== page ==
Meet me at ‘Midnights’: Reviewing Taylor Swift’s 10th Studio Album


Samantha Knight

The album cover of “Midnights” contains all of the track names along with a picture of the singer herself. November 20, 2022.

From “Our Song” to “cardigan,” Taylor Swift has taken the music industry by storm. Fans were ecstatic when she announced her tenth studio album, “Midnights,” which was released on October 21, 2022. However, after its initial release, the album didn’t live up to its high-set expectations. 

The album falls into Swift’s pop category, differing from her eighth and ninth indie pop albums, “folklore” and “evermore.” Pop music generally tends to be more mainstream, such as songs commonly heard on the radio. Indie pop is traditionally less “angsty,” and is more melodic.

According to the New York Times’ “Taylor Swift’s Smash ‘Midnights’ Sells More Than 1 Million in a Week,” the album sold “575,000 copies on vinyl, along with 395,000 on CD and even 10,000 on cassette. There were also 161,000 copies of the album sold as a digital download.”

‘Midnights’ has had the most weekly sales since her 2017 album, “reputation.” Swift also made history with the release of ‘Midnights’ by occupying all top ten spots on the “Billboard Hot 100” with tracks from the album.


The opening track of the album, “Lavender Haze,” is truly everything someone could ask for in the opening track for a pop album. The music is bright and upbeat, with catchy lyrics and harmonies that compliment the atmosphere of the upcoming tracks. The song sets the mood for the album, and could easily be considered one of the best. I rate this song 9/10. 

“Maroon”, the second track, is a fan favorite amongst the community. The sounds reflect back to Swift’s album “reputation,” while simultaneously drawing comparison between the color maroon and Swift’s signature color, red. This detail makes the lyrics interesting for longtime fans. I rate this song 9/10 as well.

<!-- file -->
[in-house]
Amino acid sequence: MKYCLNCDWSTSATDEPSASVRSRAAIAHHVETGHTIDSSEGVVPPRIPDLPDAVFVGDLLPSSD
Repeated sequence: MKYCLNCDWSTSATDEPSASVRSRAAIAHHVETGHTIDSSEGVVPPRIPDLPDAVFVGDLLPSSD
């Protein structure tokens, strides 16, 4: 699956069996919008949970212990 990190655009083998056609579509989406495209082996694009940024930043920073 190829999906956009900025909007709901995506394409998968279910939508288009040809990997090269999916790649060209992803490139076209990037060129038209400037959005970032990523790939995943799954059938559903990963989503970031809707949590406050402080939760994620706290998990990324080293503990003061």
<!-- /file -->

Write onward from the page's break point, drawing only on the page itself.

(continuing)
“It’s me, hi, I’m the problem, it’s me.” This recognizable viral lyric stems from the third track, “Anti-Hero.” This song has what are colloquially known as “hardcore pop sounds,” with a strong beats and a solid electric feature. While some might not be a fan of the style employed, the lyrics can be compared to “folklore” and “evermore” with story-telling and deep metaphors. Though this song isn’t for everyone, the clever lyrics such as “ Did you hear my covert narcissism I disguise as altruism, like some kind of congressman?” can be easily appreciated. I rate this song 7/10. 

After a feature by alternative/indie artist Phoebe Bridgers in the previous album “Red (Taylor’s Version),” fans were eager to hear “Snow On The Beach (feat. Lana Del Rey).” This track was a bit of a let down for some, as Del Rey only provided background vocals. Though the song is soft with stunning lyrics, it does not have much direction overall. I rate this song 6/10. 

“You’re On Your Own, Kid,” can be compared to songs on Swift’s earlier albums, like “Red” and “1989.” All of the songs share pop beats and summery lyrics. The lyrics of this track get better as it goes on, because it sounds like a progressing story. But, the melody starts to get repetitive. I rate this song 7/10. 

“Midnight Rain” is another simple pop track, similar to “Anti-Hero.” This song is pretty average, with a nice sound but a basic chorus. It can be compared to songs on her 7th album, “Lover,” with similarities in romantic and cliche lyrics. I rate this song 6/10. 

“Question…?” is a generally underrated song on this album. The fun lyrics and storytelling make it interesting to listen to. It could fit in with songs from Swift’s album, “1989,” as they are similar in the pop music sound. I rate this song 8/10.